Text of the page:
Kolkata: Railway minister Mamata Banerjee’s largesse for West Bengal has given her home state’s Left Front government an opportunity to score political points ahead of next year’s assembly elections.
The state government is acquiring land on a war footing for railway projects announced by Banjerjee after her Trinamool Congress—West Bengal’s main opposition party—joined the Union government last year and she became railway minister. This puts pressure on Banerjee to deliver on her promises and exposes her to the risk of public backlash over land acquisition—the plank on which she staged a career-rejuvenating campaign against the Left Front two years ago.
Banerjee has proposed to set up a power plant, coach and wagon manufacturing facilities and processed water bottling plants, besides expanding railway connectivity in the state.
Though land acquisition for several industrial projects has been stalled, the government has begun the legal process of issuing notifications for acquiring around 3,000 acres of land for the railways, according to the state’s land and land reforms minister Abdur Rezzak Mollah. “Our commitment to the railways’ projects shows our party (Communist Party of India-Marxist, or CPM, which heads the government) doesn’t play politics with development,” Mollah said.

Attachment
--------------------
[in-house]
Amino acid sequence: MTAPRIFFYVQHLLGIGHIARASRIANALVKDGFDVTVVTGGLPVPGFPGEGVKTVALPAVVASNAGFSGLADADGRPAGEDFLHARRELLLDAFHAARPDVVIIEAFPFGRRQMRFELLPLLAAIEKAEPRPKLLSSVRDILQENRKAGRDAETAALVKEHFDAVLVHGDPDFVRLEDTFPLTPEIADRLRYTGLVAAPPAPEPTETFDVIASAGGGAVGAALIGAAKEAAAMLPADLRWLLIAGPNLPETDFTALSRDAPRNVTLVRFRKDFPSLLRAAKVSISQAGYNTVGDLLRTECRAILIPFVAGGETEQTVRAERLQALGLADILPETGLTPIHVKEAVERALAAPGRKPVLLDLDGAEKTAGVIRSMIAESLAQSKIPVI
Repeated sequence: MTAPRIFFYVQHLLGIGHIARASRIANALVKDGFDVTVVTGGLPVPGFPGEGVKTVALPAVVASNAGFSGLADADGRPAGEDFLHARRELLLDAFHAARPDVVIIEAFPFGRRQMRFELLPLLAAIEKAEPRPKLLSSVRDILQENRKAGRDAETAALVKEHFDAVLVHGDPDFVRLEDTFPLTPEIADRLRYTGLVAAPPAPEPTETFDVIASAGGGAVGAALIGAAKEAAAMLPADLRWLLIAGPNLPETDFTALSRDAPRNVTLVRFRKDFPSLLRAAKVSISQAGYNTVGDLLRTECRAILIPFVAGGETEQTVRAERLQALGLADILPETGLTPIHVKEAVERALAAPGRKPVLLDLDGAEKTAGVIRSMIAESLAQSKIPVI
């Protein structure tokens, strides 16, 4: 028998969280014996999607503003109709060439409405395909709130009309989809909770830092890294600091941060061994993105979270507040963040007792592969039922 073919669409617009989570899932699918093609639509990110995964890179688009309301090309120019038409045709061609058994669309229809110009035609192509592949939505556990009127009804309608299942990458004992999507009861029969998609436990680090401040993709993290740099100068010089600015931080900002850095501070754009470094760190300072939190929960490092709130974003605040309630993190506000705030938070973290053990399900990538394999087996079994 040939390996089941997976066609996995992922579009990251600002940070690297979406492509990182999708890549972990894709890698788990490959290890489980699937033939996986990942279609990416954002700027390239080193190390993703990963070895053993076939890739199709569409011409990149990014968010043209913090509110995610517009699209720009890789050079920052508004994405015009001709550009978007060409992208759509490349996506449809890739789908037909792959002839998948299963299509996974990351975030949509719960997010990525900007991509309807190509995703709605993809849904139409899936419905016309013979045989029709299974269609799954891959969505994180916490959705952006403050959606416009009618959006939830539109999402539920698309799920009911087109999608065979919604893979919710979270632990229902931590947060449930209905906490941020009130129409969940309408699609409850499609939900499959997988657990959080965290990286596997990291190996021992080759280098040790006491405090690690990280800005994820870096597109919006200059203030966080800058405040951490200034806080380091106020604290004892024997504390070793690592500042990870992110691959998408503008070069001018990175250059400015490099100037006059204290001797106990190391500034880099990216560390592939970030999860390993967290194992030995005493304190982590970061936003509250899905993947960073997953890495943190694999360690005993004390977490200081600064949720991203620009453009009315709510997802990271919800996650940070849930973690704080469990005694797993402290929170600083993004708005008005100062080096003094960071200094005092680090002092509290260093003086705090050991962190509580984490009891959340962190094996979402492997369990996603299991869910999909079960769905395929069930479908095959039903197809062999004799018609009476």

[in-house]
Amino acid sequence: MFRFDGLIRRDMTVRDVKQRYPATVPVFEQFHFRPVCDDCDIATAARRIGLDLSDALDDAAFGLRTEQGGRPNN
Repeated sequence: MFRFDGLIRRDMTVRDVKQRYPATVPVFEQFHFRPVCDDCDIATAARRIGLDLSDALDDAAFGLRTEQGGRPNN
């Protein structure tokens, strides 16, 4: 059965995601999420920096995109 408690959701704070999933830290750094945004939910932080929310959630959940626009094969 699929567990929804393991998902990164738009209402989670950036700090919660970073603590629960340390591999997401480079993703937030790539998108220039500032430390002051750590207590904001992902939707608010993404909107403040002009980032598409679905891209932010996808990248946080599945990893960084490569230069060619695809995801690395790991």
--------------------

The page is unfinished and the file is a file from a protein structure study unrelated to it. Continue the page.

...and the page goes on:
At least 2,569 acres are being acquired in Bardhaman district, a CPM stronghold, and the district administration has already started facing resistance from locals, according to additional district magistrate Abhijit Mukherjee.
People aren’t happy with the compensation that the railways has offered—Rs2.82 lakh an acre. They want Rs6 lakh, Mukherjee said, adding that people also want jobs in return for their land. “We have written to the railways twice informing them about the ground situation, but they haven’t replied yet.”
A railway spokesperson said the demand for jobs was being considered, but no decision had been taken.
“We are aware that people (in Bardhaman) have started forming groups to protest land acquisition for the railways’ projects,” said Amal Haldar, a key CPM leader in Bardhaman. “We appreciate that their demand for better compensation is a reasonable one, yet we are encouraging people to consider the merits of the projects.”
But Trinamool leaders are concerned that “a trap is being laid” to tarnish Banerjee’s pro-farmer image.
“They are trying to derail the projects,” said Swapan Debnath, president of the Trinamool Congress’ Bardhaman district unit. “(But) we aren’t giving up on our effort to educate people about the benefits of these projects.”